Kurambon sells its Sol Lucet Koshu to the UK’s Marks & Spencer chain. Its owner Takahiko Nozawa acknowledges that what Grace is doing by keeping the vigour down is good for the future of Koshu. But he thinks that wineries are generally improving the quality of their Koshu by selecting location, keeping yields to a minimum through adapted trellising systems and improvements in the cellar.
Koshu’s delicate aromas and elusive flavours can certainly be challenging. When Koshu is well made, though, the wines are subtly aromatic and delicately flavoured, sometimes floral, smoky or spicy, with deceptive concentration and a bone-dry finish.
A versatile vino
At the annual Japan Wine Competition in Yamanashi, Koshu is one of four main all-Japanese categories that also include European white and red varieties, hybrids and sweet and sparkling wines. Judging the wines in 2014, and again last year, the 100-plus Koshu wines I tasted ran a gamut of styles… and qualities: dry and medium-sweet, Koshu made from free-run juice, chaptalised and unchaptalised, sur lie, stainless steel- and barrel-fermented, sparkling and blended with other varieties.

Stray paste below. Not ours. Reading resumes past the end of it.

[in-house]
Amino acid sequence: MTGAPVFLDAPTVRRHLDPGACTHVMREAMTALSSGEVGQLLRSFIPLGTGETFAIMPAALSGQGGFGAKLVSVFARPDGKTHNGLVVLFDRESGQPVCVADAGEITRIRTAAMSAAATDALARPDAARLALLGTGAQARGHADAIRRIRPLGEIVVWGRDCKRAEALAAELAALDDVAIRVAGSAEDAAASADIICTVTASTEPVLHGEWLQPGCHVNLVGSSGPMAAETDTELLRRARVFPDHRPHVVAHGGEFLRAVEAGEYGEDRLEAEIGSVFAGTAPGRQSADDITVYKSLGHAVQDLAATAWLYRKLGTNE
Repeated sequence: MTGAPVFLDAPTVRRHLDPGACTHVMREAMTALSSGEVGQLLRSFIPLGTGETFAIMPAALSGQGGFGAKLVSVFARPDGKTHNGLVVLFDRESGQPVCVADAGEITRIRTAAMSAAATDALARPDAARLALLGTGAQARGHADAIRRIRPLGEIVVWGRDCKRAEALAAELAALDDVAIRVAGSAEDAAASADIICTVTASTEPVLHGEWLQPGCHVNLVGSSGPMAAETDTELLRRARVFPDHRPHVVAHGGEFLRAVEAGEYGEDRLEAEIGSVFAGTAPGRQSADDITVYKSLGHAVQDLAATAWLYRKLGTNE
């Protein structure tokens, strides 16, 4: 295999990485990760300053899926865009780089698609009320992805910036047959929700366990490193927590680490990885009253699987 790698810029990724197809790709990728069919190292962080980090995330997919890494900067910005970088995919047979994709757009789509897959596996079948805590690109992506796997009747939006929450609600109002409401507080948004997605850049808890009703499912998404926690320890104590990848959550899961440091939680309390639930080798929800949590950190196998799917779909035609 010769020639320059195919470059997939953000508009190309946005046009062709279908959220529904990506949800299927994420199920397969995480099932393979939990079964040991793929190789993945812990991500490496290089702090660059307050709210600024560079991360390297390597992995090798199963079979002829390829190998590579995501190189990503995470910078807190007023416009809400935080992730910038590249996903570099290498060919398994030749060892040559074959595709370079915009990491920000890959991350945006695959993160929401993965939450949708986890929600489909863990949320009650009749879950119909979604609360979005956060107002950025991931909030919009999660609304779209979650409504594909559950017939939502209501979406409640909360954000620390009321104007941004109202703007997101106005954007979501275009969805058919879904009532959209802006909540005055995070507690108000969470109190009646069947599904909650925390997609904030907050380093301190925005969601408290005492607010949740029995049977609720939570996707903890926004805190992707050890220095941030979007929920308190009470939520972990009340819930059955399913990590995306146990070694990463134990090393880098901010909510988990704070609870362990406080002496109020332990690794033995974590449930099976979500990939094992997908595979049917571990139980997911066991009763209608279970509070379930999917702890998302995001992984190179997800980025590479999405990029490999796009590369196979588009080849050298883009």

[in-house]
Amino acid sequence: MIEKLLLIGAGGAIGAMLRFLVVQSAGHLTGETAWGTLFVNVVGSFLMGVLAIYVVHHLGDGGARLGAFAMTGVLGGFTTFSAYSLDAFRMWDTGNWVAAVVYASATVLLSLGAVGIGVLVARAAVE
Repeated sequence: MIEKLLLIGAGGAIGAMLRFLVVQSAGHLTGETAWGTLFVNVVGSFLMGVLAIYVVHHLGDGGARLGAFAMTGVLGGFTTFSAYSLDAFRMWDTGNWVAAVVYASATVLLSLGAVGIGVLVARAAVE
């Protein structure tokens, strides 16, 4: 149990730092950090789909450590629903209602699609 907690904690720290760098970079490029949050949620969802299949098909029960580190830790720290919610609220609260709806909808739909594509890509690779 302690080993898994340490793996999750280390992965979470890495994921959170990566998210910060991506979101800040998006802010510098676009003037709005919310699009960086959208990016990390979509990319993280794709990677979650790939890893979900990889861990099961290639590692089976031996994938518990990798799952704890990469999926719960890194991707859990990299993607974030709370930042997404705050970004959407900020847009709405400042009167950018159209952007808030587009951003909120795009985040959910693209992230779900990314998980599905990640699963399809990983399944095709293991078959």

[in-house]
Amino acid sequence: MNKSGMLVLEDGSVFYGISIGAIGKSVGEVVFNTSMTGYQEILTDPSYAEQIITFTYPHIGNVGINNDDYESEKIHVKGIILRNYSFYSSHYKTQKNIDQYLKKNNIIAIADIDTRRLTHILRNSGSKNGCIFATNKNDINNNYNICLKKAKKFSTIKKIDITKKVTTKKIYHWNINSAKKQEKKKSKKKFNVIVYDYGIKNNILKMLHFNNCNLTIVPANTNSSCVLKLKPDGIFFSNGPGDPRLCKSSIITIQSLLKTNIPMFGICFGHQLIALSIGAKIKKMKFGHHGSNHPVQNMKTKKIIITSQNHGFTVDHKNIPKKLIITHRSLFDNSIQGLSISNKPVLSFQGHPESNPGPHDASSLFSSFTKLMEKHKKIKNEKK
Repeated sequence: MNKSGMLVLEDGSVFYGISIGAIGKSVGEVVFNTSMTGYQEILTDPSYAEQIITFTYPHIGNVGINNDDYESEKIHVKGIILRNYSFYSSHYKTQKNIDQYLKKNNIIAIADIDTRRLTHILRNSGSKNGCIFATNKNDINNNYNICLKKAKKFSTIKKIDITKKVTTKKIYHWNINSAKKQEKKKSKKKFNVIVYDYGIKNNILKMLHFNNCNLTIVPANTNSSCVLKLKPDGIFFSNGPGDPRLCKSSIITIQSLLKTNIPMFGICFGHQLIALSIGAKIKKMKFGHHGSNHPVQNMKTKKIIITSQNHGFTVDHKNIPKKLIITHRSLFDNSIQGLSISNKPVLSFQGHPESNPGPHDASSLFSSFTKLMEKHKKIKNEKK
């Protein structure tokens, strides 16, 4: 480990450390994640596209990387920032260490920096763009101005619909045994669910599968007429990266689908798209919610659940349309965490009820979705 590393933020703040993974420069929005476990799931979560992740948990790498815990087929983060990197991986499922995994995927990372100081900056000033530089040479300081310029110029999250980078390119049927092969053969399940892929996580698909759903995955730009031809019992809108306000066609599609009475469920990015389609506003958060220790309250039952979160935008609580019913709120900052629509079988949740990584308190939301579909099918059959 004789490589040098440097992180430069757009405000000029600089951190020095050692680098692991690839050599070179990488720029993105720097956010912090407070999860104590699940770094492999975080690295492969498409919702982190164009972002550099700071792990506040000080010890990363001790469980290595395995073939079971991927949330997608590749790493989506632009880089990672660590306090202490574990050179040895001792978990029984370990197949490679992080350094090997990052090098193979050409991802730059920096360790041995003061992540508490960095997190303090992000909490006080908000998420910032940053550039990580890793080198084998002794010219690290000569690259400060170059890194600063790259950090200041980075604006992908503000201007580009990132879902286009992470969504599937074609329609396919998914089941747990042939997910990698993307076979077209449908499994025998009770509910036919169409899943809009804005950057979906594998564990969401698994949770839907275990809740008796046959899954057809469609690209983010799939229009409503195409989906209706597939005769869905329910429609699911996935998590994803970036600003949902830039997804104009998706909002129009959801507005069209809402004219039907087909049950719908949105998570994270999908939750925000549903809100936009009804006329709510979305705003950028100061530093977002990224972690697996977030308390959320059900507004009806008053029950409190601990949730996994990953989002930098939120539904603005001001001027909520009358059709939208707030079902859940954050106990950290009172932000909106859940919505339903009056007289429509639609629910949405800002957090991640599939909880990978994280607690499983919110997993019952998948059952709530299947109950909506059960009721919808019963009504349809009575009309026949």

Koshu: the Facts
- There are 400ha of Koshu planted in Japan
- Around 330-340ha in Yamanashi Prefecture
- There are around 4,500 Koshu growers in Yamanashi
- Yamanashi produces five million bottles a year
- There are 80 wineries and co-operatives in Yamanashi
Last year Lynne Sherriff MW, a consultant for Koshu of Japan, put together a lunch at the Basque-inspired Ametsa with Arzak Instruction in the Halkin Hotel. The aim was to show Koshu’s potential with dishes that were not just Japanese and they included sea bass, suckling pig and cheeses (the latter admittedly served with Japanese red wines).
By imaginatively matching Koshu with exciting Basque food, Sherriff was able to demonstrate that Koshu’s moderate alcohol levels and pristine purity work not just with sushi and sashimi but with seafood and even meat dishes in which subtlety and nuance require a wine that sits happily alongside them and doesn’t overwhelm. That wine is Koshu.
Three to try
2015 Grace Kayagatake, 11.5%.
Bright and floral in style with a slightly smoky, clove pink floral perfume and an intense appley ripeness etched with a tongue-curling citrus fruit quality mingling with cleansing acidity.
£14.38, Hallgarten Druitt, 01582 722538
2015 Sol Lucet, 11.5%
Water-white in colour, this Koshu from Kurambon has a delicate aroma and pure melon fruit that’s soft and juicily refreshing in a subtly moreish, saltily fresh way. Just as you’re wondering what the fuss is about, it turns into a vinous page-turner.
£9.25, Eclectic Wines, 020 8788 4048
2015 Lumière Koshu Hikari, 11%
Almost Muscadet-sur-lie-like, this subtly perfumed, fresh Koshu has spent a few months on its lees to bring texture and limpidity to its juicy, apple and gooseberry-ish fruit character, which tapers to a clean, refreshingly bone-dry finish.
£12.53, Amathus Drinks, 020 8951 9840